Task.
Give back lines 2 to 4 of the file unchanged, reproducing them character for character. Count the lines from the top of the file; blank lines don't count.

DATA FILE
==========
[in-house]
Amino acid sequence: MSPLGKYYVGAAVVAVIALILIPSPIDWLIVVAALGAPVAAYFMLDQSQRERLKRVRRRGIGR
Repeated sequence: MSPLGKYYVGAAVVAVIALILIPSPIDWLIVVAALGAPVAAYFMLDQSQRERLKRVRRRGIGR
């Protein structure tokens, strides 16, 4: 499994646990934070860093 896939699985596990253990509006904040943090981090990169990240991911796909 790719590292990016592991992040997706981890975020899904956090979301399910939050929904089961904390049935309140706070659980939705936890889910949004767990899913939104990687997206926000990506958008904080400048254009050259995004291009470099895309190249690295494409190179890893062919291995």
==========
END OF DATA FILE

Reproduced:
Amino acid sequence: MSPLGKYYVGAAVVAVIALILIPSPIDWLIVVAALGAPVAAYFMLDQSQRERLKRVRRRGIGR
Repeated sequence: MSPLGKYYVGAAVVAVIALILIPSPIDWLIVVAALGAPVAAYFMLDQSQRERLKRVRRRGIGR
């Protein structure tokens, strides 16, 4: 499994646990934070860093 896939699985596990253990509006904040943090981090990169990240991911796909 790719590292990016592991992040997706981890975020899904956090979301399910939050929904089961904390049935309140706070659980939705936890889910949004767990899913939104990687997206926000990506958008904080400048254009050259995004291009470099895309190249690295494409190179890893062919291995």